The flight to Auckland was delayed by about 20 minutes despite the right time boarding. Air traffic congestion was the reason announced. An elaborate arrival declaration form was distributed, which I found a bit too complex and sometimes confusing. It was clear that the country was paranoid about biodiversity risks. On board lunch was served, which consisted of a stuffed bun, meat salad, ice cream and mango twin and coffee. We were quickly through immigration and baggage retrieval. But, the baggage and arrival form checks took forever. In between all this I had called up Apex Car Rentals, with who I had contracted to rent a Toyota RAV4. They told me to get in touch once I was through with all the formalities. I am sure they knew how long the baggage checks would take!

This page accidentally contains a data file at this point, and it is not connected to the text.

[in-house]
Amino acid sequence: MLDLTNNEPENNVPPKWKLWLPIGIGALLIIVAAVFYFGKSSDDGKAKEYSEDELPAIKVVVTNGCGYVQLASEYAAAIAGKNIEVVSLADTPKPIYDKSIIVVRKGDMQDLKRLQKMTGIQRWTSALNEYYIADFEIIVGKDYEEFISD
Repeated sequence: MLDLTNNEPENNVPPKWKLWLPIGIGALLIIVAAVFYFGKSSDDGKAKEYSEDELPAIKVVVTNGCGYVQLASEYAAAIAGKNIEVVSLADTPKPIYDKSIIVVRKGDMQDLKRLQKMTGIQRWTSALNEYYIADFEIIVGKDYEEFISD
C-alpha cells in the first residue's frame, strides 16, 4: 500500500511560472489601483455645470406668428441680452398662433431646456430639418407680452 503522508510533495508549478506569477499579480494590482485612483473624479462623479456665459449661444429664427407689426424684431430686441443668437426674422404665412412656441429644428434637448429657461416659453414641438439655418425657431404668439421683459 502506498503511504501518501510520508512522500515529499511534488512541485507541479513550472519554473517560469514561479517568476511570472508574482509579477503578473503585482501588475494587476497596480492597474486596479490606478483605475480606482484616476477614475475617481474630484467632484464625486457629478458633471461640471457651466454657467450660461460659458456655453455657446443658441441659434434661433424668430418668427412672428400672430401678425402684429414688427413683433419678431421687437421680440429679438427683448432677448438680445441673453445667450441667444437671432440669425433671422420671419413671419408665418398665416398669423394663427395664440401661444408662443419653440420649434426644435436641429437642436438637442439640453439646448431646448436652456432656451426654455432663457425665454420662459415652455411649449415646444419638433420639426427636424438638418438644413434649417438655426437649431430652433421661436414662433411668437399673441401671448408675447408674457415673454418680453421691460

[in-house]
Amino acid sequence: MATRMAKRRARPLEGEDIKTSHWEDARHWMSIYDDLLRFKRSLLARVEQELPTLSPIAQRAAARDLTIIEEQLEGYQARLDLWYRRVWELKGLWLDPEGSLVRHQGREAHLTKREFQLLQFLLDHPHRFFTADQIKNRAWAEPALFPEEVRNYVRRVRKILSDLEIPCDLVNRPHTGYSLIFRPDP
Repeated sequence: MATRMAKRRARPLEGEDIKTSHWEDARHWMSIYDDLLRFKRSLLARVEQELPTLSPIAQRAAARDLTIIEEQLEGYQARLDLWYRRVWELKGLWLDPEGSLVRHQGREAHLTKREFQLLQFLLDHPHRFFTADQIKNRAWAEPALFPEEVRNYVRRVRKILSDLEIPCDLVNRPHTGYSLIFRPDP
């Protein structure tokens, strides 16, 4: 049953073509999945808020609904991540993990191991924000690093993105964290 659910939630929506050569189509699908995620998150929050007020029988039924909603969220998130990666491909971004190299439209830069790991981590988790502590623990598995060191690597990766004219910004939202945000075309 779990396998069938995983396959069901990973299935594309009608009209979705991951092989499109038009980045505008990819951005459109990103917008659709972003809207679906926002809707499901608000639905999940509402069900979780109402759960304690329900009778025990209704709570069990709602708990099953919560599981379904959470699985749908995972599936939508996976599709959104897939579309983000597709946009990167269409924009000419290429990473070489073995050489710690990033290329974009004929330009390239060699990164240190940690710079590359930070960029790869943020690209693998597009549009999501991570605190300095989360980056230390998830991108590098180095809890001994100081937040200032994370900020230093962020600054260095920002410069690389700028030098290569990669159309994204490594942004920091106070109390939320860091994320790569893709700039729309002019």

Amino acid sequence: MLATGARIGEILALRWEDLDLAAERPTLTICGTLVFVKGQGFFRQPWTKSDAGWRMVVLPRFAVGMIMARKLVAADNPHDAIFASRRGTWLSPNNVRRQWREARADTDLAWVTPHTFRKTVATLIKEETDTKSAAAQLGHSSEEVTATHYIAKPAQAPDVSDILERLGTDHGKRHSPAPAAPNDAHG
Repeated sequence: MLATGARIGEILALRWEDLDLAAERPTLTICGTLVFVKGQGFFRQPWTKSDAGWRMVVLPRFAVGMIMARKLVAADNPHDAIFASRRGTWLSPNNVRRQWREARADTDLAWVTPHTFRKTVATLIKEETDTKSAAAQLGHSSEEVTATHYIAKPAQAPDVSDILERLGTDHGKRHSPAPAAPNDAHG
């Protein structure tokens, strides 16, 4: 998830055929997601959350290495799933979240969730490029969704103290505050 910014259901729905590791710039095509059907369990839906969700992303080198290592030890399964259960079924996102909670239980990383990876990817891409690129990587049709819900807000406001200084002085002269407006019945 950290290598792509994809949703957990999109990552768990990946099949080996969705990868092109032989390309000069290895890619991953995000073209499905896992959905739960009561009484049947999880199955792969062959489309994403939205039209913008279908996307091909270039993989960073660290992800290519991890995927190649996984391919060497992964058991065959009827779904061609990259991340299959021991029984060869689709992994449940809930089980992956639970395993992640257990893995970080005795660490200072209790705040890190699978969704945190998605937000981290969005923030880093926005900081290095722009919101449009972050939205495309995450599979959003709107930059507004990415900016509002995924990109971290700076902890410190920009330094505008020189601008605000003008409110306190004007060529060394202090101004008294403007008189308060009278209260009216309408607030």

Once we wheeled the luggage to where rental companies pick up their guests I informed Apex about my position and they duly sent a van for us to go to their office. The Apex rental pick up center was not far from the arrival area and we were soon there with all our luggage. A black RAV4 that had done more than 192,000 km was placed at my disposal. It seemed to be in decent shape and the boot space was adequate too. I completed the documentation after paying in full for the rental, which included full protection and on-road assistance.